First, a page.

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Pyramid Lake, the Last Remnant of an Ancient Lake

Pyramid Lake was one of seven lakes that made up Lake Lahontan. (Image credit: ISS Crew Earth Observations experiment and Image Science & Analysis Laboratory, Johnson Space Center)

This image, taken by an astronaut shows Pyramid Lake in western Nevada, roughly 40 miles (64 kilometers) from Reno.

Pyramid Lake is a remnant of the ancient and much larger Lake Lahontan, which formed during the last ice age when the regional climate was significantly cooler and wetter.

Pyramid Lake and the now-dry Lake Winnemucca, to its left, are two of seven smaller lakes that together formed a large single Lake Lahontan when water levels were higher. At its peak volume during the late Pleistocene Epoch (approximately 15,000 years ago), Lake Lahontan covered much of western Nevada and extended into California.

The deepest part of Lake Lahontan survives today as Pyramid Lake with a depth of 890 feet (270 meters). The lake also acts as the geographic sink for the Truckee River.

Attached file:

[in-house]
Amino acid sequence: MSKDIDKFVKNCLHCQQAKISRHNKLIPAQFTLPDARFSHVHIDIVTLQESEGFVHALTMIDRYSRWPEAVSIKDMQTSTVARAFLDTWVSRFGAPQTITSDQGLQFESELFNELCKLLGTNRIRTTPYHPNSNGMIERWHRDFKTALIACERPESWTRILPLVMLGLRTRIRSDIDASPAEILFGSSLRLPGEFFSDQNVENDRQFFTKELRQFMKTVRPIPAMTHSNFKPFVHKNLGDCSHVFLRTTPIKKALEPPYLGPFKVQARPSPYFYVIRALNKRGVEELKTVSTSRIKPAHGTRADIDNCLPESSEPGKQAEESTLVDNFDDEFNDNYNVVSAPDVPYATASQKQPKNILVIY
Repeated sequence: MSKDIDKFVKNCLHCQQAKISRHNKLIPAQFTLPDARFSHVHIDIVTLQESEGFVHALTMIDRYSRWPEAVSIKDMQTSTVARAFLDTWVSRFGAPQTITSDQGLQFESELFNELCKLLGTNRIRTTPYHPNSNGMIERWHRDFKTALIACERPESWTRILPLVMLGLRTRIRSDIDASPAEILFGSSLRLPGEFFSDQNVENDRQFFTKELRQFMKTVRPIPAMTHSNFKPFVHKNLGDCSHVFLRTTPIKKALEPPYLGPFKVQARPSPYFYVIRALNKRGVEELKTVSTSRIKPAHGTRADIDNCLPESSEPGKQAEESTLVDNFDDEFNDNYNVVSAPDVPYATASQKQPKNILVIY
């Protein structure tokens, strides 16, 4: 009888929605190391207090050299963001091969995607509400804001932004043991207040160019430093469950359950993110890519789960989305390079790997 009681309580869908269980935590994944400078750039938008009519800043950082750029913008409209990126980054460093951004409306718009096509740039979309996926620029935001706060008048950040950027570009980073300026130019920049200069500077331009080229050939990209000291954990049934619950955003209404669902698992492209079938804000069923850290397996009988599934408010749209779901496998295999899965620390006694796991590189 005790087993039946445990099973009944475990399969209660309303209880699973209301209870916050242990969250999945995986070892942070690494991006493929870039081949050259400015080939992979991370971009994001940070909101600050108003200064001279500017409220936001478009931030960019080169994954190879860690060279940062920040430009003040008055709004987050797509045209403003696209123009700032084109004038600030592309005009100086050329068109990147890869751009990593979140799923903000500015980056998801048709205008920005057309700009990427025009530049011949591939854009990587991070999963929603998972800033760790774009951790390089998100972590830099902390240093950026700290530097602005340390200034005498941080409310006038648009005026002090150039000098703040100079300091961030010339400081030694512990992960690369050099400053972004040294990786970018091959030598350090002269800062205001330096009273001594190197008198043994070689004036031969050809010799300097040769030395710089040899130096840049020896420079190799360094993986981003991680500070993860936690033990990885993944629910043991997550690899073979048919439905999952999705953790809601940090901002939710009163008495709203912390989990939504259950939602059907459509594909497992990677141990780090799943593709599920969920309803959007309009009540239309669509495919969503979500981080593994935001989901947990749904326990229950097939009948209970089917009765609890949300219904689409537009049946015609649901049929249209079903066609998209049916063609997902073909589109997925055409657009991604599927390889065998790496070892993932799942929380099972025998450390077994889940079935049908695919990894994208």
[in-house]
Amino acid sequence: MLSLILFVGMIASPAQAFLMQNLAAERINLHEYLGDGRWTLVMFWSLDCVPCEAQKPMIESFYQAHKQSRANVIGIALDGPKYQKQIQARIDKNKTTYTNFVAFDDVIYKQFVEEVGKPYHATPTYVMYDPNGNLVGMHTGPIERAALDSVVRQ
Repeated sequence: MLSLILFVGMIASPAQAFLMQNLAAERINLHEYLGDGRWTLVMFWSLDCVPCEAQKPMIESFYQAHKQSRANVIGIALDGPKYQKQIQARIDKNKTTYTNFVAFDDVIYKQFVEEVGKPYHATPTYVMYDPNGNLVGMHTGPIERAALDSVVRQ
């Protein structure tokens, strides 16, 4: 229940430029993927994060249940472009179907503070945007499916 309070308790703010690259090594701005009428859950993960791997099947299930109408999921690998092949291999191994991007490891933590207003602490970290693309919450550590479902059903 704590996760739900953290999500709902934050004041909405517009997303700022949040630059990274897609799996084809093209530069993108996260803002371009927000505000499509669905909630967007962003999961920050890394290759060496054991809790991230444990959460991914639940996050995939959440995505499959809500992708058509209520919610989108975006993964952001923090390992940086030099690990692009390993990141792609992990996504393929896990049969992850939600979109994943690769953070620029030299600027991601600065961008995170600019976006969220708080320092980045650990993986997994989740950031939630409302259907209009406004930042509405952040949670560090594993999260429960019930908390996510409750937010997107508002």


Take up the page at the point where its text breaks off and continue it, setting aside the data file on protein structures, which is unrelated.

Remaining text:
Pyramid Lake takes its name from one such pyramid-shaped deposit of tufa, rock formed by the precipitation of calcium carbonate from spring water, lake water, or a combination of the two. Over time, these deposits develop a wide variety of forms such as mounds, towers, sheets and reefs.

The tufa is exposed when water levels drop due to changes in regional climate, the diversion of water for human use, or both (Mono Lake in California for example).

The photograph also captures sunglint light reflected off of a water surface back towards the observer on opposite ends of the lake. Two large spiral whorls are visible in sunglint at the northern end, likely the result of wind patterns that disturb the water surface and cause localized variations in the amount of light reflected back to space.

Live Science Staff
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